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Understanding Stormwater and Illicit Discharges
The MACC Welcomes a New Executive Director
Bidding Farewell to Our Summer Interns
Project Clarity Update
Making the Case for Green Infrastructure 2018
Storm Drain Stenciling
Macatawa Water Festival Recap
Stormwater includes rain and snowmelt that runs over the surface of the land and enters storm drains. Once in a storm drain, a system of pipes carries stormwater to a nearby lake or stream. This is good because stormwater is pure, clean water that helps enhance our lakes and stream. No, wait, that doesn’t sound right…
Yes, stormwater is carried directly to lakes and streams, but so is everything it picks along the way. Stormwater picks up all kinds of pollutants as it runs over the surface of the land. Pollutants can include fertilizers (nitrogen and phosphorus), pesticides, road salt, pet waste, grass clippings, oil and gasoline, heavy metals (from brake dust), soil, and trash. These materials in our lakes and streams impair water quality for uses such as habitat, recreation, irrigation, and drinking water. Once they are in the water, most pollutants are difficult to remove, especially things like fertilizers and pesticides that dissolve in water. Therefore, the best solution to water pollution is preventing it from happening in the first place.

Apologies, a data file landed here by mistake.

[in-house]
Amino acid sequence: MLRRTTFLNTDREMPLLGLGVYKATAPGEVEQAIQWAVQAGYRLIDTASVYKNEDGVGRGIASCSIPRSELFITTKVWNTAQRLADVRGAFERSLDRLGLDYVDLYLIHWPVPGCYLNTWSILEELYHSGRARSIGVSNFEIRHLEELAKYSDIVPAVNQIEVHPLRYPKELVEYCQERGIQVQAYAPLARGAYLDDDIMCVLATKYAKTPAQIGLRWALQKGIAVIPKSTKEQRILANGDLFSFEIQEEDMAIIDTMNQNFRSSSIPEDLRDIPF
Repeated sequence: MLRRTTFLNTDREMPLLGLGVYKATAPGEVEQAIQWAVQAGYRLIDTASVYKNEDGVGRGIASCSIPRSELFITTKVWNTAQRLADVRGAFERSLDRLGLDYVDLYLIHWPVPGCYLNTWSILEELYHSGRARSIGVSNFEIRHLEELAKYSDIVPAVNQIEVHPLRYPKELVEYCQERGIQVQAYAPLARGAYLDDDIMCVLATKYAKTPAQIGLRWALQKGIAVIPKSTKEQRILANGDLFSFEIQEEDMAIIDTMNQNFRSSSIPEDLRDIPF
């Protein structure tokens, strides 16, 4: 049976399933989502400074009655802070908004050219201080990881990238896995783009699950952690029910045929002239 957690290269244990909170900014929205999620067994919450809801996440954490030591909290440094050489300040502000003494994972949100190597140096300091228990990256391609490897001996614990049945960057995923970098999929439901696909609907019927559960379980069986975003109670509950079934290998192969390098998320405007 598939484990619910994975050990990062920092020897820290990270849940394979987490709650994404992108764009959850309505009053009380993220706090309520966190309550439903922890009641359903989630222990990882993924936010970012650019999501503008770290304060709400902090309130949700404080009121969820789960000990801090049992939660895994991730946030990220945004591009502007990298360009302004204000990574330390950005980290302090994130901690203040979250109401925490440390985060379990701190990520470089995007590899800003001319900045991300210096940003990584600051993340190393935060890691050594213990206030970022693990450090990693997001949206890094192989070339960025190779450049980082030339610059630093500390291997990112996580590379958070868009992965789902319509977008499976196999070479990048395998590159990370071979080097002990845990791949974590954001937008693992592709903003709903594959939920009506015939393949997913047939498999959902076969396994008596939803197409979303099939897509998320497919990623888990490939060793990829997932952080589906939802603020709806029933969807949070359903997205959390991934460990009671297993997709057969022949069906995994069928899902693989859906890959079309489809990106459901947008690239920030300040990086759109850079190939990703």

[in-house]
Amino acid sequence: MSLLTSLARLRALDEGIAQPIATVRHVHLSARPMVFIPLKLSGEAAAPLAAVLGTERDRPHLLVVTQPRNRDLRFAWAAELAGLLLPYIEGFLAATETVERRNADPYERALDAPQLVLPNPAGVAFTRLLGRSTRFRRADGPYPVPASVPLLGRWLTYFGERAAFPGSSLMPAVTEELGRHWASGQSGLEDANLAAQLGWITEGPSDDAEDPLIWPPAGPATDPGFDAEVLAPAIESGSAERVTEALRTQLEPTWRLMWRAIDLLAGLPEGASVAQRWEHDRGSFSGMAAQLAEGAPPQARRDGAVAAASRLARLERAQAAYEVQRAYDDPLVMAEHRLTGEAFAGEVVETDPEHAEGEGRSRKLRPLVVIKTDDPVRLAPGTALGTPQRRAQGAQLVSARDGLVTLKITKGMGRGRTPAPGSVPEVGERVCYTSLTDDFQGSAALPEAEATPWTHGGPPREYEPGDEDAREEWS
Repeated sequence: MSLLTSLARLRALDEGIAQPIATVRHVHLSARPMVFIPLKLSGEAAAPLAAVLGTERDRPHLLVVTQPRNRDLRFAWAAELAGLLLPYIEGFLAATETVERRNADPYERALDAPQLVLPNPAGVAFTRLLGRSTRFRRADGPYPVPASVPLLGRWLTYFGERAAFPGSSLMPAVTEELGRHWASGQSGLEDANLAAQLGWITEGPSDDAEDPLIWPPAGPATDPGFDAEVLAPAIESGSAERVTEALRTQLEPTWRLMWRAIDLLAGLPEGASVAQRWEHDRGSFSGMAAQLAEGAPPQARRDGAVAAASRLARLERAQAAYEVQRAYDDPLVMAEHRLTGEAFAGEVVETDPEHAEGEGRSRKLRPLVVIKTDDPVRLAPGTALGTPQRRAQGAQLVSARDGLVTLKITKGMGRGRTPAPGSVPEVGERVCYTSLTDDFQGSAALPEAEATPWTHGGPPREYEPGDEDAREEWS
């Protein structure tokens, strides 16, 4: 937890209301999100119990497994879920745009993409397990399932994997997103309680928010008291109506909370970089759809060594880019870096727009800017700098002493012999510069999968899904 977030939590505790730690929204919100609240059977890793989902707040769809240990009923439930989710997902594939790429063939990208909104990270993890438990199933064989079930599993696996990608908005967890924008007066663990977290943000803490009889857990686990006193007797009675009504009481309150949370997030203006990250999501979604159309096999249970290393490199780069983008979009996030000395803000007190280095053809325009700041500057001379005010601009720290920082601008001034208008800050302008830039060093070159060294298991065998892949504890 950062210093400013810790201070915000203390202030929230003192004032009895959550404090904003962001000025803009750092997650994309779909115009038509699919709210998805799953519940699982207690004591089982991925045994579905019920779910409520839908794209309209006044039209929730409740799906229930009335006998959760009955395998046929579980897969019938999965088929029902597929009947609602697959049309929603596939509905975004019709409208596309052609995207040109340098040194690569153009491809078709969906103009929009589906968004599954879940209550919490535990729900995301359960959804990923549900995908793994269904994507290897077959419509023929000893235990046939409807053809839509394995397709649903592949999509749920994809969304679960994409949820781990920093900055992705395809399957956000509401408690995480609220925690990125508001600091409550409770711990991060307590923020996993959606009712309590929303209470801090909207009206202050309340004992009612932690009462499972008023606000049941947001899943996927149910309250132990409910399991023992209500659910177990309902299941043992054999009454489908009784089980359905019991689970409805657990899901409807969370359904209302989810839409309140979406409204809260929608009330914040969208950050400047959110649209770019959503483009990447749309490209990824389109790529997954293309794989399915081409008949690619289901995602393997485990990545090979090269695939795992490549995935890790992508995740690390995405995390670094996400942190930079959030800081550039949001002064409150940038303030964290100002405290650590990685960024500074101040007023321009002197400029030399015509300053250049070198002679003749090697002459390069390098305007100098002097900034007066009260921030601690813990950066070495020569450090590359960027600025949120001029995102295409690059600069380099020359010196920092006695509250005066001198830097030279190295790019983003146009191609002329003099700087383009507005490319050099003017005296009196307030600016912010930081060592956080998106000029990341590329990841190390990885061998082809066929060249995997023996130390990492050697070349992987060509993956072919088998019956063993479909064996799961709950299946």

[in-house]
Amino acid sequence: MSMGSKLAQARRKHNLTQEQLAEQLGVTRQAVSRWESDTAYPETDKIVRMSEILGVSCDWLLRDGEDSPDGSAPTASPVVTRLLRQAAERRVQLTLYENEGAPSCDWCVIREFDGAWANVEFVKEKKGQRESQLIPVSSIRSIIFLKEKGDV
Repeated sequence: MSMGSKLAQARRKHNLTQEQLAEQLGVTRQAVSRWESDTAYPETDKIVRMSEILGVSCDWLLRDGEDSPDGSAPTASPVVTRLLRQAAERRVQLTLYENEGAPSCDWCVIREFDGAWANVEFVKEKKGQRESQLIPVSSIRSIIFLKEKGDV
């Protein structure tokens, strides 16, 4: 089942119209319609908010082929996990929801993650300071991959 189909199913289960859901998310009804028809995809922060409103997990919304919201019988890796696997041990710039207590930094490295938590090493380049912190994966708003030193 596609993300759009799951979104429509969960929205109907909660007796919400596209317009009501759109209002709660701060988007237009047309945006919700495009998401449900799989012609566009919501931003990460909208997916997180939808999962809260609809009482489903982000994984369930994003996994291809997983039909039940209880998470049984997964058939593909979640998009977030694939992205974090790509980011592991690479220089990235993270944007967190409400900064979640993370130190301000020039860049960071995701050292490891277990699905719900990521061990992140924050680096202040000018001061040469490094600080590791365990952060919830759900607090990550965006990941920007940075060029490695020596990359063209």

Further more, any discharge to the storm sewer system that is not composed entirely of stormwater is considered to be an illicit (illegal) discharge. Illicit discharges include illegal connections to the storm sewer, intentional dumping and accidental spills. The following is a short list of illicit discharges: